Stigma of Overdose and Why Awareness is Important
There is a stigma around substance use and overdoses caused by substances. This can create a barrier to seeking treatment and in having support from family and friends because of a lack of understanding around how substances can affect a person. The notion that the person can control their substance use and therefore blamed for continued use creates an environment that can be internalised by people using substances and they decided not to seek out support to avoid that response. This stigma can increase social rejection and discrimination for those using substances and can result in increased use of the substances or a relapse. Stigma comes from social norms and the use of language, and law enforcement and criminalisation of substances. Education around substances use can help to recue stigma and increase the rates of people seeking treatment.
Having awareness around the signs and symptoms of an overdose can save lives and reduce the risk of fatalities. Knowing these signs will allow you to know when to call emergency services and what to look out for. Different drugs can create different symptoms, as well as the amount taken and the persons health at the time, however, if the person is not responding you should call an ambulance. The person may not be unconscious but emergency services can still be called if the persons is experiencing any or all of these signs –
~ Having a seizure.
~ Experiencing severe headache.
~ Experiencing chest pain.
~ Experiencing breathing difficulties.
~ Extremely paranoid, agitated and/or confused.
Snoring and gurgling can also be signs of the person having trouble breathing and should be taken just as seriously. Try waking the person, as this will resolve the snoring and the airways will clear, however, if they can’t be woken then call emergency services and listen to the instructions from the operator.
Being aware of Naloxone can also be extremely beneficial for people who experience an opioid overdose, however, there needs to be an understanding that the person will go through a withdrawal if they have been administered Naloxone and that there are risks when taking drugs afterwards. This can lead to a potential second overdose as the effects of the Naloxone will leave a person’s system earlier than substances such as, heroin, morphine, methadone, and oxycodone.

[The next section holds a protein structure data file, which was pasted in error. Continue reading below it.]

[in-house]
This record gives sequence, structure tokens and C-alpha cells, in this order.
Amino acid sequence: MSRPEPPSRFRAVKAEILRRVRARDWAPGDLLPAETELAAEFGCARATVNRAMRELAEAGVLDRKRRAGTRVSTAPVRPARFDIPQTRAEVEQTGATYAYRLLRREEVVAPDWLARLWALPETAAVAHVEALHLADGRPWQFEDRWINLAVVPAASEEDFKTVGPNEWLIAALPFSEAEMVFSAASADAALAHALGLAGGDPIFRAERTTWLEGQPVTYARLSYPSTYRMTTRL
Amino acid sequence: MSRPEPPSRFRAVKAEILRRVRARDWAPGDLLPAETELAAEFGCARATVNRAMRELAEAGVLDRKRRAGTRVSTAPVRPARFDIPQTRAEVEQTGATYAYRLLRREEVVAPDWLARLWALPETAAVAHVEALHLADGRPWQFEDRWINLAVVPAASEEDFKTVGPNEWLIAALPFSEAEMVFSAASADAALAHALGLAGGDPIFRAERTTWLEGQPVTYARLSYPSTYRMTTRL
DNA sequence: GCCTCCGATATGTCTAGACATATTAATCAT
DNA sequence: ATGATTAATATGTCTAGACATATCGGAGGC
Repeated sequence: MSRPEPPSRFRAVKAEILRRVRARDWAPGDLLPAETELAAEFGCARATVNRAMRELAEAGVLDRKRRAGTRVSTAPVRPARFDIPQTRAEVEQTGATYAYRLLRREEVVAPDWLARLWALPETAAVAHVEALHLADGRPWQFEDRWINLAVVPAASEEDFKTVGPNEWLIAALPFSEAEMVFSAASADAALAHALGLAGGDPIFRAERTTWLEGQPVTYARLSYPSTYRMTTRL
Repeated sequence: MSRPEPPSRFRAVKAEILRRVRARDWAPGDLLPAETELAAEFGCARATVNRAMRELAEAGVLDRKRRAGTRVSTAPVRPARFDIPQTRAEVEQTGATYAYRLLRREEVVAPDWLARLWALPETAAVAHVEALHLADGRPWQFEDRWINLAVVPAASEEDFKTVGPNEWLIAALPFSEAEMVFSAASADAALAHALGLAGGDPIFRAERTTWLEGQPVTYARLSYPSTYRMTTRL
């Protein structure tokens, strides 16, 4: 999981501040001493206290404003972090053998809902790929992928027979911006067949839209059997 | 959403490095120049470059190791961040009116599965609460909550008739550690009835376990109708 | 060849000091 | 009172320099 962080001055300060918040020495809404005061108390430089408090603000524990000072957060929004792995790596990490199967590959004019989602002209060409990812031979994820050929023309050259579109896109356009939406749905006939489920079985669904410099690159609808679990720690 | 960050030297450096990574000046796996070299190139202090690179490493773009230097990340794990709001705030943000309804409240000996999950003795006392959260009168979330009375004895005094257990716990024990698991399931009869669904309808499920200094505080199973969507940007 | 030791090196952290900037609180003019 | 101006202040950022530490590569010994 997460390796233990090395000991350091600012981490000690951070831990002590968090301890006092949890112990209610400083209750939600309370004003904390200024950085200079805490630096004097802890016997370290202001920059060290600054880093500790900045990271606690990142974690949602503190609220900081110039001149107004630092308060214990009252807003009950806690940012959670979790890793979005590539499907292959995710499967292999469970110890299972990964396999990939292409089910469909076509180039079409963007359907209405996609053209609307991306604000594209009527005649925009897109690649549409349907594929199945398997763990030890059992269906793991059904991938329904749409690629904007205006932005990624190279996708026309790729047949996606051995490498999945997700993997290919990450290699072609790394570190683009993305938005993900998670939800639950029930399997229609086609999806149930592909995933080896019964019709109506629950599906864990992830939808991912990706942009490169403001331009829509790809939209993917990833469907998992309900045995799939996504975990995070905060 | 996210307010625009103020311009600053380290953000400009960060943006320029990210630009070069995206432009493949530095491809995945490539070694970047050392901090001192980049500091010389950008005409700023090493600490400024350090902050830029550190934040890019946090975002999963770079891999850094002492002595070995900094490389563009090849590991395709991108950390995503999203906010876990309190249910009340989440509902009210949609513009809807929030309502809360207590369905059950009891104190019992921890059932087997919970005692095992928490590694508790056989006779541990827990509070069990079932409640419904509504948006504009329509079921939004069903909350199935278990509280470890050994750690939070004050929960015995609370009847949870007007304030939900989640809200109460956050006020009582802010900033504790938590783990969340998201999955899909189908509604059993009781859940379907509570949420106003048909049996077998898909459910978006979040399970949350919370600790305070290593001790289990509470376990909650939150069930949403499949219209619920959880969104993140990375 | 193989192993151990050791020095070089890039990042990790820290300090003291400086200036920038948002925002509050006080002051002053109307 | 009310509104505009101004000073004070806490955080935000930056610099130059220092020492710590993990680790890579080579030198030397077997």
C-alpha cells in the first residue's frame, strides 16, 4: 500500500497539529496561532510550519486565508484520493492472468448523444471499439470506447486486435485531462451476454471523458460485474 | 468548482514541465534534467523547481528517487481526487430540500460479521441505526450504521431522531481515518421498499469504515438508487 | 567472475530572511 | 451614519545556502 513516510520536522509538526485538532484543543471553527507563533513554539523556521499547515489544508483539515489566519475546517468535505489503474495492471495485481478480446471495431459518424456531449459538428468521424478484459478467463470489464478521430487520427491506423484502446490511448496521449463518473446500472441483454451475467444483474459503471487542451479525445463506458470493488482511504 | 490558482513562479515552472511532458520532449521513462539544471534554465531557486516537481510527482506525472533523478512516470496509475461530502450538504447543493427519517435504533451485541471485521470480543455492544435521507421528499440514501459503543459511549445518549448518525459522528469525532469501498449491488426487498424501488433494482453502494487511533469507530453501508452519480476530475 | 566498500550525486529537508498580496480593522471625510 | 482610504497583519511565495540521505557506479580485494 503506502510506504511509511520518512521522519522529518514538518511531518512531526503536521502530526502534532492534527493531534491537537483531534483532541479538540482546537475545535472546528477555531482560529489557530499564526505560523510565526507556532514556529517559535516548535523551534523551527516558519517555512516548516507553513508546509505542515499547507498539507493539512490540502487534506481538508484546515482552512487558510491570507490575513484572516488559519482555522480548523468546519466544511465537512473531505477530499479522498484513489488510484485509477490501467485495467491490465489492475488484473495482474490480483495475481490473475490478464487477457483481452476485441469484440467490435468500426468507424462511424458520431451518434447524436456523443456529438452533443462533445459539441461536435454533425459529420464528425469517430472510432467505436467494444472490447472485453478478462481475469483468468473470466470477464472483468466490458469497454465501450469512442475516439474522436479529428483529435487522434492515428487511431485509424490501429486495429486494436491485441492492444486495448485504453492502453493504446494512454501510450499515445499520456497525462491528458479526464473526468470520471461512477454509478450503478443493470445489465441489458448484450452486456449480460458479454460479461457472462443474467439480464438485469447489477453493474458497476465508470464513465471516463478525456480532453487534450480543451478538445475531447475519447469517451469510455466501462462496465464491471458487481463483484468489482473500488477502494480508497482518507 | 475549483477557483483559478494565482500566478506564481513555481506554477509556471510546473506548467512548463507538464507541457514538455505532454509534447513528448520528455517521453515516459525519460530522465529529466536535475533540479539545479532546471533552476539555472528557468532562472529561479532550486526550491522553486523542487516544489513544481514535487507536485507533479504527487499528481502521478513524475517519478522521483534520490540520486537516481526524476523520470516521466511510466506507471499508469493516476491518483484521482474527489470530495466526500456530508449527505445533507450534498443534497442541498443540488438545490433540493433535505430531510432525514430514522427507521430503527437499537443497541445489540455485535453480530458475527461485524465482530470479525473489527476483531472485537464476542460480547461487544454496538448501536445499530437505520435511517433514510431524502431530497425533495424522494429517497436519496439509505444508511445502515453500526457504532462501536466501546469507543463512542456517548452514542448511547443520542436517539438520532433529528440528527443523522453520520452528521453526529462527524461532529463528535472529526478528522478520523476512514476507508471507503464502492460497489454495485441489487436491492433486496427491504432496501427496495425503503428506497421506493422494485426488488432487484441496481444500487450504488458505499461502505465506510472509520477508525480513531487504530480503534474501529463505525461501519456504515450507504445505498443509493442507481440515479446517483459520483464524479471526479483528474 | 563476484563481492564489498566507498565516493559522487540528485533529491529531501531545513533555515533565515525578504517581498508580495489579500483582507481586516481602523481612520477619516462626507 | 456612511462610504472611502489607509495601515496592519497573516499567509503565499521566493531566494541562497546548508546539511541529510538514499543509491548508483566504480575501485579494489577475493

Reference – https://www.overdoseday.com/overdose-basics/
State Laws –
Calling 000 for an overdose can be unpleasant. It can bring anxiety and fear around being arrested by police for using and/or owning substances. This stigma around substance use and overdoses creates an environment of fear around calling emergency services. Calling emergency services though is lifesaving and should always be called for a suspected or known overdose.
Currently all states have relatively the same approach. Police will not be called unless –
~ There is an actual risk to the safety of their ambulance officers.
~ Attending staff (ambulance officers) request the police (usually only once on the scene and only if danger or threat of danger is present).
~ The person requesting the ambulance requests police presence.
~ Another party contacts them (not the ambulance service or the person calling the service).
~ The overdose becomes fatal, and the person dies. (The police will attend to establish if the death was at all suspicious.)
Qld – QLD also has the added circumstances of if there is a need for crowd control, such as concerts, to enable ambulance officers to provide care to patient/s.
Wa- WA also has the added note that all overdoses are transported to a hospital for further observation
Vic – Victoria also has the added note that transport to a hospital is offered but it can be refused.
SA – SA also has the added circumstances of if the area the paramedics are responding to is flagged as a dangerous area, such as addresses that paramedics have been harmed previously, then police are automatically notified. However, they would not pursue any drug related charges as they are unaware that it is an overdose.
NT- NT have the added note that if patient has any current issues, such as child protection, police will be notified, and the matter will be dealt with separately.
Tas- Tas has the added note that if any evidence of drug related activity or injecting equipment is present police can use their discretion if further investigation is needed.
Reference – https://www.youthaodtoolbox.org.au/sites/default/files/documents_global/FactSheet-OverdoseAndPoliceAttendance%20copy.pdf